|Reissued by Ignatius Press: Maritain’s important book “Christianity and Democracy: The Rights of Man and Natural Law”|
Conference-Seminar onJacques Maritain’s The Degrees of Knowledge
Edited by R. J. Henle, S.J., Marion Cordes, and Jeanne Vatterott, 1981
Printed by the Christian Board of Publication, St. Louis, Missouri
(out of print).
Jacques Maritain: The Man and His Metaphysics
Freedom in the Modern World: Jacques Maritain,Yves R. Simon, Mortimer J. Adler
From Twilight to Dawn: The Cultural Vision ofJacques Maritain
The Future of Thomism
Jacques Maritain and the Jews
Freedom, Virtue, and the Common Good
Postmodernism and Christian Philosophy
The Common Things: Essays on Thomism andEducation
The Failure of Modernism: The Cartesian Legacyand Contemporary Pluralism
Beauty Art, and the Polis
Reassessing the Liberal State: Reading Maritain’sMan and State
Faith, Scholarship, and Culture in the 21stCentury
Jacques Maritain and the Many Ways of Knowing
Truth Matters: Essays in Honor of Jacques Maritain
The Vocation of the Catholic Philosopher: From Maritain to John Paul II
|The purpose of theConference-Seminar was not simply to present a symposium of independentpapers on Maritain. Rather, it was to develop an integratedpresentation of his major ideas with critical comment and projecteddevelopments through a serious discussion by Presenters, Discussants,and participants. Each Presenter undertook to provide an authenticpresentation of Maritain’s own thought. The Discussants tested theaccuracy of the presentation, raised problems and questions, anddirected the discussion toward evaluating Maritain’s present and futurecontributions to culture. Since the purpose was to hold a true”seminar,” a concentrated study, each participant was asked to rereadand restudy Maritain’s Degrees of Knowledge before coming to theSeminar.
The Seminar was held at Saint Louis University on May 9-10, 1980, withsome 125 registrants in attendance. It was cosponsored by theDepartment of Philosophy, the Metropolitan College and the McDonnellProfessorship of Saint Louis University and the University of NotreDame’s Jacques Maritain Center.
|The spirit and animationof the French Catholic philosopher Jacques Maritain is celebrated inthis collection of essays, the first in a series to be published by theAmerican Maritain Association as a continuing project. JacquesMaritain: The Man and His Metaphysicsrecognizes the legacy ofMaritain’s vision, i.e., the engagement of the ideas of St. ThomasAquinas with the 20th century. By publication of this volume, theAmerican Maritain Association continues to not only offer the insightsof the renowned thinker but to make the Association more widely knownas a fellowship that welcomes and engenders the Thomistic vocation.
Articles by noted biographers comprise the first section and offerreaders a glimpse of the forces that led Maritain with his wife Raissato devote their lives to Thomism. The second part features anassessment of Maritain’s study Existence and the Existent,which celebrated its fiftieth anniversary of publication in 1987. Theessays here are grouped thematically to correspond with the chapters ofthat famous work, and contemporary philosophers critically discusstheir main points or creatively utilize their doctrines to addressother issues. Finally, the appendix is a collection of inspiringaddresses given by the Presidents of the American and Canadian Maritainsocieties.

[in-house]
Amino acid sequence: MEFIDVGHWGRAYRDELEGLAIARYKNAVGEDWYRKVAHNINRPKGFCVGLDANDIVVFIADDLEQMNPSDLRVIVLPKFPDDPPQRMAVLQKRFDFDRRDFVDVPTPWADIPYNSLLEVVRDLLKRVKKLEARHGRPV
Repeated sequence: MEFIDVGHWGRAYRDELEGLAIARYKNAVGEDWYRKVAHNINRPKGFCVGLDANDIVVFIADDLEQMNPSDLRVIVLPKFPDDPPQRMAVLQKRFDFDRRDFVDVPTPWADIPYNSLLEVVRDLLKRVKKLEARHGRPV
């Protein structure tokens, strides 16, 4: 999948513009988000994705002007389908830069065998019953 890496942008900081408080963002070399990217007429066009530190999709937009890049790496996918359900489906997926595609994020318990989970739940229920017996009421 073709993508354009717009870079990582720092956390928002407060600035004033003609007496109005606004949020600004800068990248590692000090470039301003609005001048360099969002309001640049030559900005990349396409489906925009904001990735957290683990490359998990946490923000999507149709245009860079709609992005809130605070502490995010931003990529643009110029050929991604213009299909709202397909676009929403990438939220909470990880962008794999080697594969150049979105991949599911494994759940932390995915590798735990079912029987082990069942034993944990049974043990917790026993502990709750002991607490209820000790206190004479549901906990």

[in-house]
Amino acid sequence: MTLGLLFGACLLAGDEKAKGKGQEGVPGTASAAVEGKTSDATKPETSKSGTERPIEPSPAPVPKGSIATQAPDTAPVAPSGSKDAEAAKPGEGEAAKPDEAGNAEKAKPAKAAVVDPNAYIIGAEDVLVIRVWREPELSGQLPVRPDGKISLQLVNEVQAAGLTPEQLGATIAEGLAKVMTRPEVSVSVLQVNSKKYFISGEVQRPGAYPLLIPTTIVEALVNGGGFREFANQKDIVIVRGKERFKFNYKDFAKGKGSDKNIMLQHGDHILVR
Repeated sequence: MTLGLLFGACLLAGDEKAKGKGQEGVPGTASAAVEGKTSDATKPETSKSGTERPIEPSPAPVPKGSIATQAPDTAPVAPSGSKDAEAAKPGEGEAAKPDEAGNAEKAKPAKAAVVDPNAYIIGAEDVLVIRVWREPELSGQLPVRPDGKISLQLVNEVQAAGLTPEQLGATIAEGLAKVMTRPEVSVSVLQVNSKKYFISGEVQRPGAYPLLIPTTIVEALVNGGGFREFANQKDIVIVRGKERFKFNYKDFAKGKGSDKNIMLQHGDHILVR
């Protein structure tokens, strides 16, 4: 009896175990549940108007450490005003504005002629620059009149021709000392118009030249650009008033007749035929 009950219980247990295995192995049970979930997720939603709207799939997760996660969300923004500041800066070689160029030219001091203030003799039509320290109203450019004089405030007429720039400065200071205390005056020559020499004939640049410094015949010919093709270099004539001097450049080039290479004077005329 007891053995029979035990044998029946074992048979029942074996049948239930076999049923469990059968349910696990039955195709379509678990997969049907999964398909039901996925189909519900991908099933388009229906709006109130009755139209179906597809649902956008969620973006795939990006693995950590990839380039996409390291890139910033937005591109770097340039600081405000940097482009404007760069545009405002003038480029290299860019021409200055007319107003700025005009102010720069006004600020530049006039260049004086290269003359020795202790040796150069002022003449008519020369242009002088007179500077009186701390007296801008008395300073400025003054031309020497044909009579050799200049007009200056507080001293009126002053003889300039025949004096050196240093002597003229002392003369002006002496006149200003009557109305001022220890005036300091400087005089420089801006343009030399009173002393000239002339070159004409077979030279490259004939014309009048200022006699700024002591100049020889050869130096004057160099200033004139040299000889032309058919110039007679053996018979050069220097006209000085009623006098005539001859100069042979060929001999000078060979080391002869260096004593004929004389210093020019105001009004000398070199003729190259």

|Nineteen hundredeighty-eight marked three anniversaries: the 55th year since the Frenchpublication of Freedom in the Modern World; the 30th year sincethe appearance of the first volume of The Idea of Freedom; andthe 20th year since work was completed for the posthumous publicationof Freedom of Choice. The year also marked the 50th anniversaryof their authors’ first joint meeting, at a symposium held at theUniversity of Notre Dame. It is most fitting, then, that the AmericanMaritain Association should have returned to that university tocelebrate and assess their achievement, then and now. This book is theresult of that gathering.|
|Over fifty years ago,Jacques Maritain, one of the foremost intellectuals of the twentiethcentury, addressed the issue of the roots of the decline of Westernculture. Confronted by the moral monstrosity of Nazi Germany and theweakness of vision in Western democracies, Maritain assessed theproblem of the decline of Western Culture to be based upon a distortedand disintegrated understanding of human nature. In a now-famous work,The Twilight of civilization, Maritain argued for a reformation inWestern education which would incorporate principles necessary for thesurvival and flourishing of Western democracies.
In October, 1989, members of the American Maritain Association met inSan Francisco to discuss the cultural vision of Jacques Maritain asdisplayed in The Twilight of Civilization. The contents of FromTwilight to Dawn: The Cultural Vision of Jacques Maritain edited byPeter A. Redpath express the important ideas that developed at thismeeting.
|The essays in thiscollection voice the contemporary concerns of those who respect theperennial philosophy of St. Thomas Aquinas. As with the admirers of St.Thomas through the centuries since his death, the contributors exhibitvaried and even opposing interpretations of his philosophical thought.
The discussions range from various considerations of Thomism in regardto philosophical realism, as well as aspects of Thomistic metaphysicsand ethics, to an exploration of what the future may hold for thephilosophy designated as Thomism.
All contributors agree that the philosophy of St. Thomas offers thebasis for a unique philosophical outlook that is a needed influence onthe turmoil of modern and postmodern philosophical thinking.
Jacques Maritain, one of the most prominent twentieth-century Catholicphilosophers and social theorists, played a crucial role in thedevelopment of modern Catholic teaching about the people of Israel.Today relations between Christians and Jews have reached anhistorically unprecedented cordiality and the seventeen essays in thisvolume reveal the process by which Maritain’s thought and workcontributed to this development. Jacques Maritain and the Jews is athorough survey of the influence Maritain exerted on various personsinside and outside the Catholic Church, as well as the influences ofthe Jewish question on Maritain himself.